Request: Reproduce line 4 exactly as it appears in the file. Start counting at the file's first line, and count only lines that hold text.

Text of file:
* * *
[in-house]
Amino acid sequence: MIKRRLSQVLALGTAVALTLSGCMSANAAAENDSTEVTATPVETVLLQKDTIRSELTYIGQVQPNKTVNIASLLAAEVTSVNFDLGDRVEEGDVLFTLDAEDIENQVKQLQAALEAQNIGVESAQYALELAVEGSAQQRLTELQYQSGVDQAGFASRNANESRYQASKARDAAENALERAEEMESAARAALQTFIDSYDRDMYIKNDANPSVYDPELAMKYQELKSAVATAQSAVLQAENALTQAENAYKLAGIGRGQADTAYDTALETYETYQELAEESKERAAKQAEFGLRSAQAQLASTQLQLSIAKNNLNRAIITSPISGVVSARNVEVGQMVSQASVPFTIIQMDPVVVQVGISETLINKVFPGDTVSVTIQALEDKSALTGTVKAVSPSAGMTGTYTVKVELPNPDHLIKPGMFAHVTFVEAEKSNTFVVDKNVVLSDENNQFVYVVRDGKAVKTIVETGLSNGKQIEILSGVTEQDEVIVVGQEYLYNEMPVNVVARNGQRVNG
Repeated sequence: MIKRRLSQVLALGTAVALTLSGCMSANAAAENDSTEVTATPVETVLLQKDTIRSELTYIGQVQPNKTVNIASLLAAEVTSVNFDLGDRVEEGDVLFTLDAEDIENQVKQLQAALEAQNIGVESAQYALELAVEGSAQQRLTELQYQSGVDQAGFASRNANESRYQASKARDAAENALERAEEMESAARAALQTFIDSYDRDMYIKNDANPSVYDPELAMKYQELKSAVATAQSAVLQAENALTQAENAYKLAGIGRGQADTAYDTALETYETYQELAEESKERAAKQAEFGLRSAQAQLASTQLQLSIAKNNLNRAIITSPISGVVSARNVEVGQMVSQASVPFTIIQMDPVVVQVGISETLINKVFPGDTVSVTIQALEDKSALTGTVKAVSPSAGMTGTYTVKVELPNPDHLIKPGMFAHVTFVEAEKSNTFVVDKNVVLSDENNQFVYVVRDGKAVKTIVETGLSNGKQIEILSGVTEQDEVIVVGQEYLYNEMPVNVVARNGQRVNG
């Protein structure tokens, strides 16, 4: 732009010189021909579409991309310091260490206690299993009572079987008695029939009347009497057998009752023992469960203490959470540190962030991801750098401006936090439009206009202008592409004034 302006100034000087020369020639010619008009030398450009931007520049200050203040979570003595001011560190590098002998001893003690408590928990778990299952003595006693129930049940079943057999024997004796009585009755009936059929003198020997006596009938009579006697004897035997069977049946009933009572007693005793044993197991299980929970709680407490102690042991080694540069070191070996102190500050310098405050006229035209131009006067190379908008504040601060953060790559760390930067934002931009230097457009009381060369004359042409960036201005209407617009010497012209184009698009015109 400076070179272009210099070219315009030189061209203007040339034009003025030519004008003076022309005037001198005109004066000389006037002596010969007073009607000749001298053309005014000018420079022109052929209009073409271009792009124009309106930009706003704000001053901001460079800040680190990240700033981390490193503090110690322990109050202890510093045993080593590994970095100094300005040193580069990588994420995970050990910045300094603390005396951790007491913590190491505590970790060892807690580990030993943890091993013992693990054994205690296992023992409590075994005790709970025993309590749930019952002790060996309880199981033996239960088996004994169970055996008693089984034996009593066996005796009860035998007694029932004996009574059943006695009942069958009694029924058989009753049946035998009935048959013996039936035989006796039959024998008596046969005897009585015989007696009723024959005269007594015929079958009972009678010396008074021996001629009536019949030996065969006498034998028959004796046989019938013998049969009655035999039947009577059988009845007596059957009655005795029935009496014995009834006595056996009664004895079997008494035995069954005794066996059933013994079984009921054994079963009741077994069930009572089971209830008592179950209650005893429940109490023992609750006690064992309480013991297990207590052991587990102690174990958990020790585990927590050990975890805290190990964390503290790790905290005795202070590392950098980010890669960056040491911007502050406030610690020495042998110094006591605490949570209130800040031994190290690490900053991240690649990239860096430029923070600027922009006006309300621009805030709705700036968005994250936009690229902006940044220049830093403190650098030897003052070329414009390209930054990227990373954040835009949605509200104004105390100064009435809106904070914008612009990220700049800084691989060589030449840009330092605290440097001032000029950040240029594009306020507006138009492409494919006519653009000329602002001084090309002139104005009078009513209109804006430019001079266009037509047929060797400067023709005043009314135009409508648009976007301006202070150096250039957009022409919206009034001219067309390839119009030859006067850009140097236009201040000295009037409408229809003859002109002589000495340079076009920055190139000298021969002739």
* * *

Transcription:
């Protein structure tokens, strides 16, 4: 732009010189021909579409991309310091260490206690299993009572079987008695029939009347009497057998009752023992469960203490959470540190962030991801750098401006936090439009206009202008592409004034 302006100034000087020369020639010619008009030398450009931007520049200050203040979570003595001011560190590098002998001893003690408590928990778990299952003595006693129930049940079943057999024997004796009585009755009936059929003198020997006596009938009579006697004897035997069977049946009933009572007693005793044993197991299980929970709680407490102690042991080694540069070191070996102190500050310098405050006229035209131009006067190379908008504040601060953060790559760390930067934002931009230097457009009381060369004359042409960036201005209407617009010497012209184009698009015109 400076070179272009210099070219315009030189061209203007040339034009003025030519004008003076022309005037001198005109004066000389006037002596010969007073009607000749001298053309005014000018420079022109052929209009073409271009792009124009309106930009706003704000001053901001460079800040680190990240700033981390490193503090110690322990109050202890510093045993080593590994970095100094300005040193580069990588994420995970050990910045300094603390005396951790007491913590190491505590970790060892807690580990030993943890091993013992693990054994205690296992023992409590075994005790709970025993309590749930019952002790060996309880199981033996239960088996004994169970055996008693089984034996009593066996005796009860035998007694029932004996009574059943006695009942069958009694029924058989009753049946035998009935048959013996039936035989006796039959024998008596046969005897009585015989007696009723024959005269007594015929079958009972009678010396008074021996001629009536019949030996065969006498034998028959004796046989019938013998049969009655035999039947009577059988009845007596059957009655005795029935009496014995009834006595056996009664004895079997008494035995069954005794066996059933013994079984009921054994079963009741077994069930009572089971209830008592179950209650005893429940109490023992609750006690064992309480013991297990207590052991587990102690174990958990020790585990927590050990975890805290190990964390503290790790905290005795202070590392950098980010890669960056040491911007502050406030610690020495042998110094006591605490949570209130800040031994190290690490900053991240690649990239860096430029923070600027922009006006309300621009805030709705700036968005994250936009690229902006940044220049830093403190650098030897003052070329414009390209930054990227990373954040835009949605509200104004105390100064009435809106904070914008612009990220700049800084691989060589030449840009330092605290440097001032000029950040240029594009306020507006138009492409494919006519653009000329602002001084090309002139104005009078009513209109804006430019001079266009037509047929060797400067023709005043009314135009409508648009976007301006202070150096250039957009022409919206009034001219067309390839119009030859006067850009140097236009201040000295009037409408229809003859002109002589000495340079076009920055190139000298021969002739």